Ancient astronomy comes to life
We’ll immerse ourselves in the history of astronomy from the ancient Greek perspective when we meet again via Zoom on Oct 13 at 7:30 (see Ira’s section below for info on the guest speaker and Zoom link). The Greeks developed an Earth-centered system of the universe that guided western thought for two millennia, although that was not the only view. Hipparchus, considered the father of trigonometry and one of the greatest ancient astronomical observers, compiled the first star chart (129 BC) with celestial longitudes and latitudes for 850 stars. This was the first astrometric survey. The catalog itself vanished in the fog of antiquity although it was drawn upon by Ptolemy centuries later in his profound work The Almagest. Interestingly, Hipparchus himself was one of the first to propose a heliocentric solar system, a radical alternative to the Earth-centric universe. Yet he later abandoned it because the calculated orbits were not perfectly circular, an absolutely mandatory criterion in the science of the era. The rejection of heliocentrism by Hipparchus and Aristotle dominated western thought for almost 1800 years, until the Copernicus revolution in the 1500’s finally got it right.
AAAP Astrovideo Project
Summary of Proposal
The trend to virtual meetings and audio-video technologies is widespread across the US and expected to continue in life after Covid. The obstacles to being an active astronomy club can be overcome by audio-video technologies, in fact we have few alternatives. I believe that AAAP should expand its involvement in these areas and help members apply them in an astronomy context. This will draw on the skills of experienced members and provide a path for all members to develop better skills and knowledge in the related hardware and software. The following goals are proposed. Note the proposed dates in the details section below.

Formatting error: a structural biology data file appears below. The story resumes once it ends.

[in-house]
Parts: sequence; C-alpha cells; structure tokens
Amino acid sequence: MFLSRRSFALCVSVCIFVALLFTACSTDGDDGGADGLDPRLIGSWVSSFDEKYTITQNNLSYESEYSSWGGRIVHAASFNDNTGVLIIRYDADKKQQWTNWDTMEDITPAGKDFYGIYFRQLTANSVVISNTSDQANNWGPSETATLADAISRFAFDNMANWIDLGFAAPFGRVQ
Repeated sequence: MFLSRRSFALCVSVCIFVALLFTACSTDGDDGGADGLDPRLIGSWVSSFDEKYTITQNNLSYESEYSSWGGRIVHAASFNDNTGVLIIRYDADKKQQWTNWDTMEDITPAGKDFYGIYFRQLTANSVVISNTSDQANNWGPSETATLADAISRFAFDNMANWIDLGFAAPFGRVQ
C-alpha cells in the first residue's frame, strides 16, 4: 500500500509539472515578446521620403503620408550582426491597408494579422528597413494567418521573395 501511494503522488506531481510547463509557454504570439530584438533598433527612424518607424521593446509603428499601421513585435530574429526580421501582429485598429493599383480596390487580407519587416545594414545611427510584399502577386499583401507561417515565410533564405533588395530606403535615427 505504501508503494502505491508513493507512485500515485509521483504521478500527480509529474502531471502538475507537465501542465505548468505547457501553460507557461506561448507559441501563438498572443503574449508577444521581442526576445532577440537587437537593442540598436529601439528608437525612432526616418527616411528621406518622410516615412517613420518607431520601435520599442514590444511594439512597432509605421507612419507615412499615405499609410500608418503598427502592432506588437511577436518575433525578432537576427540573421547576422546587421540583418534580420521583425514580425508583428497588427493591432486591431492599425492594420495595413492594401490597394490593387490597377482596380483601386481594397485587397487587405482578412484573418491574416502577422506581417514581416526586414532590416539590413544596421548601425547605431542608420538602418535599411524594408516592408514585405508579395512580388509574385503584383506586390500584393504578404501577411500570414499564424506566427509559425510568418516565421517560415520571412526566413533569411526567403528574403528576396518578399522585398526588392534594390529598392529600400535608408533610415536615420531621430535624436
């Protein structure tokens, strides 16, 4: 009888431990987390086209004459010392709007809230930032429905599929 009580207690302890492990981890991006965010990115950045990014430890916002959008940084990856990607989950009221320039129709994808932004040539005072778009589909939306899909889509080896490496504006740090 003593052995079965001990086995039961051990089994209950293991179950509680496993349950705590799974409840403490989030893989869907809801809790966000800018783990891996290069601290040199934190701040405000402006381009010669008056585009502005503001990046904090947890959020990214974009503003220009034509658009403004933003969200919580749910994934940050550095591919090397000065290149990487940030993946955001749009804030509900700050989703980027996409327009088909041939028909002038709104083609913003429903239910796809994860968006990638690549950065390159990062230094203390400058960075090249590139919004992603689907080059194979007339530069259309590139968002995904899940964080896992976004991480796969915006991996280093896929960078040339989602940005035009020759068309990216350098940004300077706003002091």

(1) Provide members with regular opportunities to participate in live astrovideo in the form of Zoom sessions with electronically-assisted astronomy (EAA). Use these sessions to illustrate the techniques of astrovideo and also astrophotography, described below under Details of Proposal. Where appropriate these live sessions can also be recorded and made available on the website to members and the public.
(2) Encourage and assist members interested in taking part in audio-video recordings covering interviews, instruction about astrophotography, EAA technologies, reviews of software and hardware, and astronomy science topics in general. The recordings, for example MP4 files, would be made available on the club website and potentially elsewhere.
(3) Toward these goals, I propose once-a-month live Zoom video events (dates listed below). In clear weather these sessions would feature live astrovideo sky tours via Zoom originating from the club’s Observatory and members’ telescopes with EAA capability. On cloudy nights the sessions could be a forum for “how-to” discussions of astrovideo and astrophotography, hardware and software demo’s, and astronomy talk. If desired the Zoom sessions could be recorded, potentially providing content for goal (2) above.
Details of Proposal